To describe my lifelong fascination with flight and with creatures that fly I like to echo the words of John James Audubon who in 1839 wrote of himself as "...one who never can cease to admire and to study with zeal and the most heartfelt reverence, the wonderful productions of an Almighty Creator."
Monday, July 26, 2010
In western Oregon it always seems that hot weather and nearly or newly-fledged birds show up at about the same time. On a recent 94-degree afternoon in the eastern slope foothills of the Coast Range, this female Western Tanager took a break from carrying food to its young in the nest just long enough to take a quick drink from the basin of water I offered.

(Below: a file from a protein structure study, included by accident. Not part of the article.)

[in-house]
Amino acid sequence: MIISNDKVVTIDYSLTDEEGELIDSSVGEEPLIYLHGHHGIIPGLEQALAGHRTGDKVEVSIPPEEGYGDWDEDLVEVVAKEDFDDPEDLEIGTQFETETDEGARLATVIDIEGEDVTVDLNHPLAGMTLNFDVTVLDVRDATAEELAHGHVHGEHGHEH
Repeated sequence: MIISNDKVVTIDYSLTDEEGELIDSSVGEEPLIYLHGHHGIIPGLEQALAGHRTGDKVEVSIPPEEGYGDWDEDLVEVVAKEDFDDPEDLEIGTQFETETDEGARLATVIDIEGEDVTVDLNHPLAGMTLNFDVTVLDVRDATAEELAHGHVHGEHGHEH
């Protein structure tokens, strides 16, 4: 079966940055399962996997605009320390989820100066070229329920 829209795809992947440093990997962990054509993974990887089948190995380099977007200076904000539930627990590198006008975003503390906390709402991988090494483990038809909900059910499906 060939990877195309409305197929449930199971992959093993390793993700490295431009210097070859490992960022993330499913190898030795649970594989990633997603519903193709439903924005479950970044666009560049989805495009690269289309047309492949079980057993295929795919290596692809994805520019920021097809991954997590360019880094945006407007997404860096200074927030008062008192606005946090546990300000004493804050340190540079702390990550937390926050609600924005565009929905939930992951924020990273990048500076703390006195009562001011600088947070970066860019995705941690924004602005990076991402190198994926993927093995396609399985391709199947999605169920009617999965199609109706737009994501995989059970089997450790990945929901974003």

Violet-green Swallows eagerly greeted their incoming parent
Juvenile Turkey Vulture (black head = young bird) swooped down to check me out
Juvenile Cooper's Hawk complained at being frightened away from its meal of baby Robin
Juvenile Chipping Sparrow showing breast streaks not seen on an adult bird
This Crow, perching on my back fence during the hottest part of the day (about 90 F.) spent several minutes soaking up the sun. Sitting almost motionless, with feathers disheveled and beak held open as it panted, it must have been hoping the heat would drive out some lice or other pests. But the Audubon Encyclopedia says that some birds appear to gain physical energy from the sun's heat, so maybe that's what was happening. Anyway, I guess he got enough of it, because then he hopped down into the water to cool off.